Southern Oregon University’s theatrical arts students will present two very different productions in November. In both, the protagonists retreat to the woods in search of answers to life’s big questions. However, one is a silent quest, an introspective journey. The other is a raucous rendezvous with larger-than-life characters.
Bess Wohl’s “Small Mouth Sounds” runs Nov. 1-11 in SOU’s Black Box Theater on the Ashland campus, 491 S. Mountain Ave. Performances are at 8 p.m. Thursdays through Saturdays, with matinees at 2 p.m. Nov. 10-11.
The play centers around six adults who flee from the din of city life to embark on a silent retreat. Total strangers at the outset, they find the vow of silence a battle of wills as they confront internal demons and long for outward connections with one another.
The challenge: How do you speak your mind, when you can’t say a word? And, when words fail, how do you express your heart’s desire?
“‘Small Mouth Sounds’ is a unique play that speaks to our universal loneliness in a time of (perceived) connectivity,” says director Jackie Apodaca.
The play is filled with awkward humor and compassion, she adds.
The other production, “Into the Woods,” opens Nov. 8 in SOU’s Main Stage Theater on the Ashland campus. Performances are at 8 p.m. Nov. 8-10 and Nov. 15-18. Matinees are set for 2 p.m. Nov. 17-18.
With music and lyrics by Stephen Sondheim and book by James Lapine, “Into the Woods” is a dizzy mash-up of several fairy tales, including “Jack in the Beanstalk,” “Cinderella,” “Little Red Riding Hood” and “Rapunzel,” with a kaleidoscope of colorful characters spinning stories and songs for the Baker and his wife who are in search of “happily ever after.”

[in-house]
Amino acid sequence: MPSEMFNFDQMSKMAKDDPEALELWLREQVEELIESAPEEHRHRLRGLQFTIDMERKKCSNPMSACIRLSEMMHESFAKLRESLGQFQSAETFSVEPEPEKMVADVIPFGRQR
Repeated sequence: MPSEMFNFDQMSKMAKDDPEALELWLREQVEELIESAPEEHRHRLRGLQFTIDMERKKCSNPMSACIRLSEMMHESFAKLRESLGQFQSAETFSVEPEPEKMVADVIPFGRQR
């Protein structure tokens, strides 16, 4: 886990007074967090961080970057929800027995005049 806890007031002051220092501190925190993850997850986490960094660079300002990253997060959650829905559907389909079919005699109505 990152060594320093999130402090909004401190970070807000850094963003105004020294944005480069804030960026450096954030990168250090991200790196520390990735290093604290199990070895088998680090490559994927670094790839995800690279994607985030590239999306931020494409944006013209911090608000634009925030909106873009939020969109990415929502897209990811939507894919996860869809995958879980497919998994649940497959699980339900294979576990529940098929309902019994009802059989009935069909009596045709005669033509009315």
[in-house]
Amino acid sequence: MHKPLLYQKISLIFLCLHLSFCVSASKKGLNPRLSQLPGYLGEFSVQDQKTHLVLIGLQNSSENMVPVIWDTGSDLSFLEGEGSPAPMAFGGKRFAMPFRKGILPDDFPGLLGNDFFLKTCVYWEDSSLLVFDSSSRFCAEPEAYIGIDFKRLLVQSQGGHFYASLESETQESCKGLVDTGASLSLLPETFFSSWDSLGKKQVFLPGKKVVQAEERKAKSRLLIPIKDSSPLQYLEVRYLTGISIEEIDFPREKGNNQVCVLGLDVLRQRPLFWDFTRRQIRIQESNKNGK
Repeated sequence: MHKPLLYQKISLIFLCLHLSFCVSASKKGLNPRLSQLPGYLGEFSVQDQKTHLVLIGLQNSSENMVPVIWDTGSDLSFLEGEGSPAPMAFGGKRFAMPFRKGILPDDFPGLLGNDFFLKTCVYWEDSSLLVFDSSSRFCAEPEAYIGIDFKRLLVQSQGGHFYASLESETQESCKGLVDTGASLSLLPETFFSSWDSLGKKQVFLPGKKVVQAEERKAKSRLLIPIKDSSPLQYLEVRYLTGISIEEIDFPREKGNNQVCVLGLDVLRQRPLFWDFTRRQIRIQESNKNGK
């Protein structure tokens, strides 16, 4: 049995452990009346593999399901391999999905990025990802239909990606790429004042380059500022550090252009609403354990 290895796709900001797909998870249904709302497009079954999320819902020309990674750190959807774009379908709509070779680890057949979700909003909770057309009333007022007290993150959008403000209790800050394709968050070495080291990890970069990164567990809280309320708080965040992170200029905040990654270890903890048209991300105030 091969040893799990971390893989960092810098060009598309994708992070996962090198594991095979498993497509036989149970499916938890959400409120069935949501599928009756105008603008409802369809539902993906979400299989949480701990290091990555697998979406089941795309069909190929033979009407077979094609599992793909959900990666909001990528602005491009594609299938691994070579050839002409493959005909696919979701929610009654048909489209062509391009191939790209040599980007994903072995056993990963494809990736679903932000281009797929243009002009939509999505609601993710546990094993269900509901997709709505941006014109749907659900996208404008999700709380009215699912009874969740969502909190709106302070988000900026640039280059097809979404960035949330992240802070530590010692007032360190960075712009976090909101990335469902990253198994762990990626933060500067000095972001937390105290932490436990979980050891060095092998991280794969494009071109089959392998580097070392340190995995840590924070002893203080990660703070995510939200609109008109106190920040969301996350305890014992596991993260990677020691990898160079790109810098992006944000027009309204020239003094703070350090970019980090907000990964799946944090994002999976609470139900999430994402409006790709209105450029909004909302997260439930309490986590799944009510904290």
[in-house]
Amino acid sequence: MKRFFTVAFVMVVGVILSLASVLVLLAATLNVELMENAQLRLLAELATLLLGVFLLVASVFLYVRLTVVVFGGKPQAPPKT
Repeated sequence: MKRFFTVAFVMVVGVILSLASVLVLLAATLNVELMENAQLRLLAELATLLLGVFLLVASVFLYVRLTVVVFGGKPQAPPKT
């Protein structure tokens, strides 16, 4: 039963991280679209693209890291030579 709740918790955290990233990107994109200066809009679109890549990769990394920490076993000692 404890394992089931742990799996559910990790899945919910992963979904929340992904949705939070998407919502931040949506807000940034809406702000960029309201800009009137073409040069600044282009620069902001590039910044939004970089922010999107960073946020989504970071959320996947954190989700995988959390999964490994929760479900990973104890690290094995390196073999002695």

Director Paul Mason Barnes calls it “a thought-provoking journey.”
“It is poignant with irresistibly rich music and dazzling lyrics,” he adds.
When Apodaca saw the original New York production of “Small Mouth Sounds,” she says she was struck by how effectively Wohl was able to communicate her characters’ inner lives through the unique format that employs minimal dialogue and requires audience members to “observe silence” during the 90-minute production.
“After seeing the show, I felt as if I myself had been on the retreat. I wanted to go back into the world of the play and know more about everyone living there.”
While the six retreat attendees — Ned (Grant Luecke), Alicia (Alyssa Matthews), Judy (Hannah Fawcett), Joan (Katie Herling), Rodney (Torrin Kelly) and Jan (Jake Raiter) — rarely speak, the guru-like character Teacher (Carlos Zenen Trujillo) does have a lot to say.
“But, only as a disembodied voice,” says Apodaca.
Though Wohl was explicit with extensive stage directions, Apodaca says she wrote with “inherent freedom towards interpretation.”
“She suggests what the characters might do, but like in life, the choices for the actors were pretty open-ended.”
She adds that the audience also has “a great deal of freedom” to interpret the story.